INDUSTRY. LIGHTING ROUND TABLE
spectrum with additional colours such as white, cyan and amber, but the control systems differ to the extent that making a unified system is cumbersome and complex. As of this year, manufacturers are starting to build RGBWW-based panels which provide much better colour reproduction. As such, these panels can be used as both video and lighting tools, integrated on the same control network, and all driven from the same game engine instance. In order to ‘sell‘ that an actor is in a real environment, it’s imperative that the foreground and background lighting actually matches, and these new RGBWW panels will help with this tremendously. Helios is the only LED-processing platform that can support a native five- colour pixel, and we’ve put significant R&D into future-proofing our colour pipeline to ensure video-driven lighting is a natural element in our ecosystem. CC: Per-pixel control to create dynamic lighting has been extensively tested in VP studios, with mixed results, but the benefits are major. Using LED panels that have this function is just the natural evolution and simplifies the process greatly. When everything is calibrated to the exact same targets, the starting point in terms of colour accuracy is greatly improved. This is what Brompton is bringing to the table with TrueLight – it’s the first technology capable of achieving fully calibrated LED panels with extra emitters for the most accurate experience when using LED panels for lighting. How do you see lighting design evolving to accommodate new formats such as virtual reality and augmented reality?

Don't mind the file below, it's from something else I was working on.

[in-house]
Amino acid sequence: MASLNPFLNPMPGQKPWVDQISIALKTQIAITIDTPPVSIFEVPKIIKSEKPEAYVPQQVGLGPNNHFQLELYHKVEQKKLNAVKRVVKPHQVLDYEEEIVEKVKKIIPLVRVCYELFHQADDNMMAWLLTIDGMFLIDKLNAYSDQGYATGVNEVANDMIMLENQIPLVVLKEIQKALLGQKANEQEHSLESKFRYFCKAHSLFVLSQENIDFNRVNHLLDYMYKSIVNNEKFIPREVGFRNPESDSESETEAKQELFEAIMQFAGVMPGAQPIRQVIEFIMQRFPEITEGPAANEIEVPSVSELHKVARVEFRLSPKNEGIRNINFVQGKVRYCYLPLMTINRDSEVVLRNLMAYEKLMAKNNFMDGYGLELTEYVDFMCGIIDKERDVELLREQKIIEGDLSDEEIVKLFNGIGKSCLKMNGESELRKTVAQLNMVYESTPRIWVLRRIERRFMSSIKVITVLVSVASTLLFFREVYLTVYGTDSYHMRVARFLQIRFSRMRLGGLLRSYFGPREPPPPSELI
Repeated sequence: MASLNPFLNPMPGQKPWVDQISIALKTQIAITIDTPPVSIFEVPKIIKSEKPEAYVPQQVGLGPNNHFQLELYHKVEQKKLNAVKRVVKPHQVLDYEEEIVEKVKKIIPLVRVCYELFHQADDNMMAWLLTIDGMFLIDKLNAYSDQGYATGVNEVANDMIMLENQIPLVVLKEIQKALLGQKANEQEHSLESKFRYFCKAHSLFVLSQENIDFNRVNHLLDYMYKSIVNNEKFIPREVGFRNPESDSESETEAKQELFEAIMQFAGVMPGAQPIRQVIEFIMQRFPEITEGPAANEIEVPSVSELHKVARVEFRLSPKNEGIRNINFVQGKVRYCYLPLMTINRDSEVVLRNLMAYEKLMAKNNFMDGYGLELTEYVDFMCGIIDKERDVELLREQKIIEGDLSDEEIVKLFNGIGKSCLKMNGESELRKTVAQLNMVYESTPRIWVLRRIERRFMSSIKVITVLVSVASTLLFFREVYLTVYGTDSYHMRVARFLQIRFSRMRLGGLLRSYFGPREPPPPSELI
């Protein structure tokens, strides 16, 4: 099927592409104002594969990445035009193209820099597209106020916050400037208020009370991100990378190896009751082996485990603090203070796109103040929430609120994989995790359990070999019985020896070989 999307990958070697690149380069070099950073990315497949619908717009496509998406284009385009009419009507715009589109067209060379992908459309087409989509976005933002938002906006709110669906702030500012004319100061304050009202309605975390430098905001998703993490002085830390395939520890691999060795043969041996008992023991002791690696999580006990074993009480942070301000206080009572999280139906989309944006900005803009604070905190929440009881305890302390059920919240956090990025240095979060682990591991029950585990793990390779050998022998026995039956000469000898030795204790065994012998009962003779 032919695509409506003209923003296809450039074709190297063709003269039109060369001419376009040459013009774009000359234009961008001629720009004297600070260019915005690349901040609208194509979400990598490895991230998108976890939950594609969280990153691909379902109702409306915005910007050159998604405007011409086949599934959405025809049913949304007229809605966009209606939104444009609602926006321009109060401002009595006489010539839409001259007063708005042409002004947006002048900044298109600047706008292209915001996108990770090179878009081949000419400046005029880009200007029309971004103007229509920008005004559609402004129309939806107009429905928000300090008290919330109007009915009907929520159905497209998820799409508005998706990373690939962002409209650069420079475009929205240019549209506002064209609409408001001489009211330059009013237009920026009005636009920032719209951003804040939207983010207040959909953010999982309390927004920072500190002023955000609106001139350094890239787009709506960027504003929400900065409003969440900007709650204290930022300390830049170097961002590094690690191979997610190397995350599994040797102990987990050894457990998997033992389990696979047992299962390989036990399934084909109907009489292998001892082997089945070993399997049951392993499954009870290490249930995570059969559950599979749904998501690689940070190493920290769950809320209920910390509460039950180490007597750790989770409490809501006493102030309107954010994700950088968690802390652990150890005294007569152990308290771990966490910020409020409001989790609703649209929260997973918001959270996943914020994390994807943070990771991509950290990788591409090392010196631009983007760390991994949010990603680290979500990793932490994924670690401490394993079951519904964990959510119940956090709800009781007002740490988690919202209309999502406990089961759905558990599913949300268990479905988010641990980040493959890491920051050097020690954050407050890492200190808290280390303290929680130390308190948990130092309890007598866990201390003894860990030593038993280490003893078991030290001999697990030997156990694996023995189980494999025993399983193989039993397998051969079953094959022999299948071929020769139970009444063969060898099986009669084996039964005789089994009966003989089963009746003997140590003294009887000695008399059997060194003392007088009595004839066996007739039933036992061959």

independent roles of lighting designer and video designer. By having a single creative director in charge of the vision for the production, they can manage the complexities of picking the right pieces of technology and using that technology to paint the creative vision they have. Virtual and augmented reality are just tools in the toolbox of creatives. Augmented reality allows artists to extend the scenery from the physical space into the virtual space and enhance the storytelling experience along the way. What do you believe is the future of lighting in terms of sustainability and energy efficiency? SJ: LED technology already helps save energy and will replace more and more traditional fixtures. The downside of LEDs is that the fixtures changed from comparatively simple designs to complex electronic devices. If we don’t want to create another pile of electronic waste, lighting manufacturers need make their products last for a long time. So, hardware needs to be sturdy, repairable and update- able. It doesn’t make any sense to create fixtures that are cheap but not future- proof. With the Sumomax, we created a modular design that is very sturdy and functional, and sub-assemblies can be swapped fairly easily in service. For example, if there’s a failing LED, we have a process that allows us to repair the light- engine as opposed to just exchange for a new one. In addition, Sumomax is not only our most technologically advanced light, it’s the first product we’ve made that is 100% net zero. JH: Lighting is certainly becoming more efficient each year with better diodes
“As it stands, lighting and video design are already being combined into a single workflow on some projects” SJ: There will be digital twins of fixtures that can be used to design lighting in virtual and augmented reality. Also, reproductions or captures of natural light such as different day times in different places around the globe will be available for these kinds of applications. JH: As it stands, lighting and video design are already being combined into a single workflow on some projects. Creative directors are often replacing the
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